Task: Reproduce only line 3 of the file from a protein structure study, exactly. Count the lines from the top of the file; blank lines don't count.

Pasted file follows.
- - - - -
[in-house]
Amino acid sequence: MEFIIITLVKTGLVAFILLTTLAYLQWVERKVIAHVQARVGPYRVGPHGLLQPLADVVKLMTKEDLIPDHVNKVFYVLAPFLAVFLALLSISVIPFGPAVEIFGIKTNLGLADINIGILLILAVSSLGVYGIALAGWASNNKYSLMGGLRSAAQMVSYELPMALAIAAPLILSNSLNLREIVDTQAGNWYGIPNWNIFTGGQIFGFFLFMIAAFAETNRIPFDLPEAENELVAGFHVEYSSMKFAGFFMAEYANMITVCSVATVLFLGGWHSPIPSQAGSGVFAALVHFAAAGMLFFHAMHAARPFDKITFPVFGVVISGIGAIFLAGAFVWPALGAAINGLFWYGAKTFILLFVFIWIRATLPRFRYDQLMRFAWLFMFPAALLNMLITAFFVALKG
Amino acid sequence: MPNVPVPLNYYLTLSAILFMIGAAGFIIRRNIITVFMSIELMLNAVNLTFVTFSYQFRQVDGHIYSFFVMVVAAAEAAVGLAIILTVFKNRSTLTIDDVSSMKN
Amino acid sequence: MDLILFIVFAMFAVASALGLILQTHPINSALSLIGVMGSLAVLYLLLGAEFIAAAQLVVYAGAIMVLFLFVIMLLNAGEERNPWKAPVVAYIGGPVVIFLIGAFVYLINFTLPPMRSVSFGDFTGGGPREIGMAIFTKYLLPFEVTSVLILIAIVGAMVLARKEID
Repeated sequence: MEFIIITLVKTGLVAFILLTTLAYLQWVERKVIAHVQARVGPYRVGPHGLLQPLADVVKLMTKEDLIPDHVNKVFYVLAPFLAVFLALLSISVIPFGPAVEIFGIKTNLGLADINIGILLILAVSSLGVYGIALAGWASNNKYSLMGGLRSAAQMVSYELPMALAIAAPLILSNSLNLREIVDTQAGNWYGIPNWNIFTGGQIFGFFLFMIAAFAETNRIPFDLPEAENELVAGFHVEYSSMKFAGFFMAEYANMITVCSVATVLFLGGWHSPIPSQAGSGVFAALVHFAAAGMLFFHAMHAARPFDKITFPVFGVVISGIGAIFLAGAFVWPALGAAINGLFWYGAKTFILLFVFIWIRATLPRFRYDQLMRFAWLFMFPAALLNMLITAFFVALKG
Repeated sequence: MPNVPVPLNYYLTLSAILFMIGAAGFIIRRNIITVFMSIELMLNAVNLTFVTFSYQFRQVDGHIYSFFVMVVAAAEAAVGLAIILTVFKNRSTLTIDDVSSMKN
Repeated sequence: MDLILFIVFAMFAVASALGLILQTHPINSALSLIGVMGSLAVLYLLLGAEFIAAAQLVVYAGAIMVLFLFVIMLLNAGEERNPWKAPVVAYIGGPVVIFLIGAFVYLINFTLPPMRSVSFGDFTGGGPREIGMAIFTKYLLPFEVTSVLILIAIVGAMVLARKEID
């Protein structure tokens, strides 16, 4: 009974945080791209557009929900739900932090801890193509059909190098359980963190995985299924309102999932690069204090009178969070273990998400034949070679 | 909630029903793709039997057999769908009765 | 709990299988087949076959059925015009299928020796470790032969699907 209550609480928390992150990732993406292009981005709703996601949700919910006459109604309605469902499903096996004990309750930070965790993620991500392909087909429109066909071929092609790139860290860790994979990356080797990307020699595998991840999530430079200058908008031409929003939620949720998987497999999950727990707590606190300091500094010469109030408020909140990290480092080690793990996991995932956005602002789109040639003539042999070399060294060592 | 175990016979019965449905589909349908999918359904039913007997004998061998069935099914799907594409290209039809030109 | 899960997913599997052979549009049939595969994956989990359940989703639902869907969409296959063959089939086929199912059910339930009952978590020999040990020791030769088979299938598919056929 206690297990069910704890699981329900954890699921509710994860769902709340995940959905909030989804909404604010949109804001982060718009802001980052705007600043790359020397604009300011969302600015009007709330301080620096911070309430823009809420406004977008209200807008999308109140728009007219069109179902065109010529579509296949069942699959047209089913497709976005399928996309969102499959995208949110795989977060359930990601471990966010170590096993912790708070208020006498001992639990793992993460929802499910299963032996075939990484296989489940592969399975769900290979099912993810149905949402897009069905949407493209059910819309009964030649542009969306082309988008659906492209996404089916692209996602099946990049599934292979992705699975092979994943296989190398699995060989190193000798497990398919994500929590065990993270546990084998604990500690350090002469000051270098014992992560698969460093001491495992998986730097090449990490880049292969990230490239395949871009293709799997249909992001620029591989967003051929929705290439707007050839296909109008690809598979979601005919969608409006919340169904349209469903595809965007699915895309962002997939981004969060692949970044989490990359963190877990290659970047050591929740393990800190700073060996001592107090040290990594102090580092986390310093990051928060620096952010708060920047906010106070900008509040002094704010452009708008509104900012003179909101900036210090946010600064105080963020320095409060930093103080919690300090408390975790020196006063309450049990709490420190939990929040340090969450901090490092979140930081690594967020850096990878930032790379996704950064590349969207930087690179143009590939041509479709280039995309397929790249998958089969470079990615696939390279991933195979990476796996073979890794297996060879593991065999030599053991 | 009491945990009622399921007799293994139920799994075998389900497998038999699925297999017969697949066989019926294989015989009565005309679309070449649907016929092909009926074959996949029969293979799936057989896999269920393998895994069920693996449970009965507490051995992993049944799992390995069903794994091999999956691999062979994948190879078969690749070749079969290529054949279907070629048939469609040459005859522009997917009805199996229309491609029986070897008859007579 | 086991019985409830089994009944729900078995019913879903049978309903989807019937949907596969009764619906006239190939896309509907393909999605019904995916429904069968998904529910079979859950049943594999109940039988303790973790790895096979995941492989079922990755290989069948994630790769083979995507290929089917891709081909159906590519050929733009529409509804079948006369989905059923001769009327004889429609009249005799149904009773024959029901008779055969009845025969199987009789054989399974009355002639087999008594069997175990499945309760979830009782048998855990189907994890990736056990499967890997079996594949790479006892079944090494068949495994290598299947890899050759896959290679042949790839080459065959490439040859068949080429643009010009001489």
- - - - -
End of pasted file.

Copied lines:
Amino acid sequence: MPNVPVPLNYYLTLSAILFMIGAAGFIIRRNIITVFMSIELMLNAVNLTFVTFSYQFRQVDGHIYSFFVMVVAAAEAAVGLAIILTVFKNRSTLTIDDVSSMKN